By Carlos Camacho
Latin American Herald Tribune
CARACAS – So far this year, 20 Venezuelans have been murdered by criminals trying to rob them of their ever pervasive Blackberry cell phones, Venezuelan National Assembly lawmaker Ricardo Sanchez said Thursday.
If you consider that the murder rate is projected to surpass 20,000 murders this year in Venezuela, or that, according to Sanchez, there are 110,000 cell phones stolen every MONTH in the country (of all brands, not just Blackberries), the 20 Blackberry murders may not seem like much.
Venezuela, a country of 27 million, has over 28 million mobile phones.
But Sanchez, a former student leader elected to the National Assembly on an anti-Chavez platform, insists that cell phone theft and accompanying murders are a very serious problem indeed. “Seven out of 10 robberies overall, in the country, are cell phone related,” Sanchez said during a phone interview.
Running the gamut from a “mere” snatch job by a “motorizado” on a busy Caracas street to a short-term kidnapping (“Secuestro Express” as it is called in Caracas, where the kidnappers take you around to all your banks and ATMs to make all the withdrawals you can make) or even murder by firearm if the victim resists, cell-phone related crimes seem to dominate the already violent panorama of Venezuelan lawlessness.
Sanchez claims his figures are better than that of the CICPC criminal investigation police because he obtained them directly from the three Venezuelan cell phone operators. Most people who get their cell phones stolen, on the other hand, do not even bother telling a police force largely considered ineffective if not dangerous, so the thefts usually don’t show up in the statistics, Sanchez reasoned.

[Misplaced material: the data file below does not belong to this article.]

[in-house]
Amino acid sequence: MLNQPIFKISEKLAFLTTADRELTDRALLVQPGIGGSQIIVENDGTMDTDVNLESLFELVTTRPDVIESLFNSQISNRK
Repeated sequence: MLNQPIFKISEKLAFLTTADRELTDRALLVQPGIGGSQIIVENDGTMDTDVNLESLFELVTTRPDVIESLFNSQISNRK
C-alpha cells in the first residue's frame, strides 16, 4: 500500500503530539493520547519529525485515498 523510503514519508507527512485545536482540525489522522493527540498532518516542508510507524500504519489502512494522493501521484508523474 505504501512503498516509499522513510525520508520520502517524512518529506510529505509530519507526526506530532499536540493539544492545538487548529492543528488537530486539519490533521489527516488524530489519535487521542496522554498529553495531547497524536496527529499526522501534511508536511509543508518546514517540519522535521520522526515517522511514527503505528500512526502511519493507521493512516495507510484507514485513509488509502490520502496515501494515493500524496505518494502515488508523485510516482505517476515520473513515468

The lawmaker is the head of a commission set up inside the National Assembly that seeks to enact legislation to “at least diminish” cell-phone crime in the country. “We will seek to have the phone blocked by all three cell phone service providers as well as for international phone service. The idea is to make the phone unusable once it is stolen,” Sanchez said.
The crime of taking a cellphone may even be formalized in the upcoming Penal Code reforms, the lawmaker said.
Meanwhile, Venezuelans are wary of flashing their Blackberries in public and trade tips on how to go undetected by criminals, like switching off options such as Bluetooth and Wi-Fi.
Smart phones have found wide acceptance in Venezuela, particularly Blackberry – so much so that Venezuela is the number one country in Latin America for Blackberry handsets, according to Blackberry maker RIM.
The Blackberry remains a status symbol in Venezuela, and it is widely assumed by users that the government is unable to eavesdrop on their conversations, email use, and Blackberry instant messaging because of its encoding – something a host of embarrassing recorded conversations of Opposition leaders played on government TV has done little to debunk.
Venezuela's government owns the country's main telephone company and internet provider CANTV after re-nationalizing it in 2007, as well as its mobile phone subsidiary MovilNet.